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Old Apr 17th, 2012, 03:16 AM   #1
imtrader
 
 
Join Date: Mar 2009
Posts: 3
Hello everyone,

I have a query regarding Time series analysis. I have two series namely TS1 and TS2. I want to know which one of these series is dependent and which is independent. I was wondering what tests should be performed to find that out?

Thank you for your help.

Regards,
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Old Apr 18th, 2012, 11:13 PM   #2
PetaDollar
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Join Date: Mar 2003
Posts: 1,794
Great question.

Check out "The Mathematics of Technical Analysis" by the late Cliff Sherry. It's somewhat of a disaster in terms of organization, but it has the information you want.

There are a great many different kinds of tests for different kinds of dependencies. My favorite is to count the frequency of + or - price changes following + or - price changes and compare it to a random, independent "time series".

The "golden rule" is: compare to a random, independent time series.
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Old Apr 19th, 2012, 01:08 AM   #3
imtrader
 
 
Join Date: Mar 2009
Posts: 3
Hello Petadollar,

Thank you for your help. Will definitely try out the method you suggested.

Regards,
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Old Apr 19th, 2012, 04:09 AM   #4
athlonmank8
 
 
Join Date: May 2007
Location: Midwest
Posts: 3,145
Thanks for the info
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Old Apr 20th, 2012, 08:40 AM   #5
PetaDollar
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Join Date: Mar 2003
Posts: 1,794
Here is an example from the S&P 500 (e-mini futures) last fall, using some of the techniques from Sherry's book.


  • The graph across the top is the price.
  • Histogram "N" is the 5 minute prices changes (histogram of first differences
  • To the right of that is the differential spectrum test. It tells you if dependencies exist or not (but not what kind of dependencies). It tests for symmetry of the first-difference histogram.
  • Directly under the differential spectrum test is the digram test for serial price dependency. "1" means price decrease and "2" means increase. So "11" means a decrease followed by a decrease, "12" means decrease then increase, etc. "obs" is how many were seen in this time series and "exp" is how many are expected from a random, independent time series.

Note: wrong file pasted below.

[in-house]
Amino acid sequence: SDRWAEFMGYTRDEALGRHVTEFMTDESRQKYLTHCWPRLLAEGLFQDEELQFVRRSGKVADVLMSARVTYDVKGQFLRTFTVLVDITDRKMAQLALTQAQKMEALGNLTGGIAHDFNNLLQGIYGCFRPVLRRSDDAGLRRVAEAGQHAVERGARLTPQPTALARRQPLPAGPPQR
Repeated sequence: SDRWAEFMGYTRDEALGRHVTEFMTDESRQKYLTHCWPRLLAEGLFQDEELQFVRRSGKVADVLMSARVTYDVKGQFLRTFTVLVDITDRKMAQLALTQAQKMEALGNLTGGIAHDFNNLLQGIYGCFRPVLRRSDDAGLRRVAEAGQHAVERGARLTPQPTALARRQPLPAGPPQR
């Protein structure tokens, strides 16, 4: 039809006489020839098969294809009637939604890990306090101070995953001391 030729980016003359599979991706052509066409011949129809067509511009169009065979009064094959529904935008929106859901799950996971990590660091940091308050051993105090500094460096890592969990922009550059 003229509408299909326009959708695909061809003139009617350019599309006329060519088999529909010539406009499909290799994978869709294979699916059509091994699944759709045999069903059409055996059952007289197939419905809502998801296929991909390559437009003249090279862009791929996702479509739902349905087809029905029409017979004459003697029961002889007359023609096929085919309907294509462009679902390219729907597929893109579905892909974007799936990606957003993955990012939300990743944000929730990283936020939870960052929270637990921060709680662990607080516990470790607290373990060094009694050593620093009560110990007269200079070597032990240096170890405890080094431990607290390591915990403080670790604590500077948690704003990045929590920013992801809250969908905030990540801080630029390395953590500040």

• The two cdfs (cumulative distribution functions) plotted along the left-bottom are tests for stationarity (labelled stn) and randomness (labelled ran)

These results showed the price changes over 5 min intervals, for the S&P emini between Sept. 21 and Oct 14, were stationary, random, but dependent.

The dependency means that trends are in play and chart patterns can be useful. Random means that the historical prices don't completely determine the future prices. Good traders already knew all this. But it's nice to see proof. Furthermore, you can watch the markets change their behavior and also see difference in time frames with this kind of analysis.

The problem, I found, with studying dependencies there are not many statisticians who study dependencies. Useful material is difficult to come by.
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Old Apr 20th, 2012, 09:08 AM   #6
panzerman
 
 
Join Date: Aug 2006
Posts: 305
If you import any financial time series into Excel, and run the descriptive statistics function, you will find all distibutions have some degree of skew and kurtosis. There have been plenty of folks with Ph.D.s and even Nobel Prize winners who have failed to develop an economic model that comes close to accurately accounting for this skew and kurtosis.
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